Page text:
Electric cookers demand rise in Nepali market


Frantic householders have been snapping up induction cookers as the liquefied petroleum gas (LPG) crisis enters its second month.

Demand for electric stoves and other electric cooking solutions have jumped in the Kathmandu Valley as there is no cooking gas to cook food.

Although the government had announced that half-filled gas cylinders would be distributed on Saturday and Sunday, many people had to return empty-handed as dealers across the valley didn’t get their shipments.
The country has been facing an acute shortage of LPG since India imposed a blockade, forcing people to look for alternatives so that they can eat.The rush for induction cookers has led to a shortage of branded products while non-branded cookers are available.

Local distributors of brands like CG, Colors and Philips said they were out of stock due to the surge in demand. In Mahabouddha, Kathmandu, one of the largest markets for Chinese goods in the valley, most of the traders were busy selling induction cookers, and customers were also seen enquiring about electric stoves.

Bajaj, Prestige, Baltra, Yasuda, Suryamate and iNext are some of the brands of induction cookers that are available in the market. Traders said that sales of induction cookers had jumped threefold, and that they were fast running out of stock.

Mahesh Shrestha, a retailer at Mahabouddha, has been busy for the past month. “I used to sell one to two units of induction cookers per month, but now we are selling four-five units daily as city dwellers are increasingly going for electric stoves due to the shortage of cooking gas,” he said. He sells Chinese induction cookers named Suryamate which cost Rs6,500 apiece.

Likewise, Syakar Trading, the authorised distributor of Philips in Nepal, sold over 300 induction cookers within a month. “As very few people used to buy them before the gas shortage hit the country, we don’t keep large stocks. Now with demand rising sharply, we have gone out of stock,” said Ajay Maharjan, sales manager of the Philips showroom at Kantipath.The company is planning to bring around 400 induction cookers by air cargo before the Tihar festival. Philips induction cookers cost Rs7,500 apiece.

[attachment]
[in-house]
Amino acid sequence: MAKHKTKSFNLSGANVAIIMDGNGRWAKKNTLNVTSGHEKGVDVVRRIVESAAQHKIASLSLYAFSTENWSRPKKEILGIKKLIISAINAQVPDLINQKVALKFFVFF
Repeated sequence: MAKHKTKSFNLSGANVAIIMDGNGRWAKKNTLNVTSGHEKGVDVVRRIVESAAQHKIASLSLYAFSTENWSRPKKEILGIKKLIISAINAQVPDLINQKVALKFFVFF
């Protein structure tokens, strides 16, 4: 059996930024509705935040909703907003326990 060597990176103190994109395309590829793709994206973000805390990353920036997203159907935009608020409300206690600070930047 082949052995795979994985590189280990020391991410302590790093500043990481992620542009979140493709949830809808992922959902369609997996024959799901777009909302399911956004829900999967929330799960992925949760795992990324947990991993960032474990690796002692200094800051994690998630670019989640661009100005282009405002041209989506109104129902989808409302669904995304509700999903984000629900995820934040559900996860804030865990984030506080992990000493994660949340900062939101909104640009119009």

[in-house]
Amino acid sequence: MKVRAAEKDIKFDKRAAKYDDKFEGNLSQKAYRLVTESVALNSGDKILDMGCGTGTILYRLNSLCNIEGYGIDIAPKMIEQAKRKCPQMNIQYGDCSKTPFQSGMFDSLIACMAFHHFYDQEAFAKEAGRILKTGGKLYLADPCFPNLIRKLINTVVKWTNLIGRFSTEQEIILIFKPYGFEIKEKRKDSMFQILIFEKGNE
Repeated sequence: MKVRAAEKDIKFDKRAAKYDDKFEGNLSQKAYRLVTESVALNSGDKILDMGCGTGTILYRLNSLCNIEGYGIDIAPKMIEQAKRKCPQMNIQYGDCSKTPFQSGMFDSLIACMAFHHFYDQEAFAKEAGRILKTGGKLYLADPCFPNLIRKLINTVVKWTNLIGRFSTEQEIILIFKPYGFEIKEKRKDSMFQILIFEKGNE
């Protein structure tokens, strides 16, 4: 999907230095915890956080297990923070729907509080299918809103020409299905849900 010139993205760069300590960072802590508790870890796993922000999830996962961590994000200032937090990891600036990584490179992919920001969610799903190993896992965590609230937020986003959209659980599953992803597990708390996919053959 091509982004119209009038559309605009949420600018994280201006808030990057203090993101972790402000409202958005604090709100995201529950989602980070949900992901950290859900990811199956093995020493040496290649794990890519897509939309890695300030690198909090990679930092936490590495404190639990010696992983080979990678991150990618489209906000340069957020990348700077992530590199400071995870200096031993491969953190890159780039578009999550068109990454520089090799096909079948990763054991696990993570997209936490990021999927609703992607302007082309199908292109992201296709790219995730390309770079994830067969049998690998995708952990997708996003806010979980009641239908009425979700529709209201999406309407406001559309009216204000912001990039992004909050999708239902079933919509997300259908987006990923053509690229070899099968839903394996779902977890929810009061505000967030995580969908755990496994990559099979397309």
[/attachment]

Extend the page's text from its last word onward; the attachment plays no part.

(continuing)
Similarly, CG Electronics has been running short of its CG induction cookers, and it is planning to launch new models in a week. “Around 2,000 units of induction cookers will be available in the market,” said Bishnu Gyawali, deputy general manager of the company. The company is yet to fix the price.Induction cookers cost between Rs5,000 and Rs8,500.

However, customers complain that prices have shot up from last month.

Elisheba Chhetri who bought a Bajaj induction cooker said, “When I came to buy an induction cooker, most of the nearby shops and department stores were out of stock. I found it in one shop, and they charged me Rs6,500 although it used to cost Rs3,000 to Rs3,500 a month ago.”

Traders said that importers had hiked prices citing limited stocks and increased transportation costs as they have to bring them by air. “We are not responsible for the price rise, wholesalers have set the new prices,” said Raju Shrestha, proprietor of TCL Corner at Mahabouddha.

Meanwhile, merchants said that sales of other electric cooking solutions like heater rice cookers, microwave ovens, air fryers and electric kettles had also swollen. “Due to the fuel crisis, demand for other electronic appliances is very small, and people are increasingly going for microwave ovens and rice cookers these days,” said Gyawali of CG Electronics.According to him, sales of these items have doubled compared to normal times. Prices have also gone up with the rise in demand.

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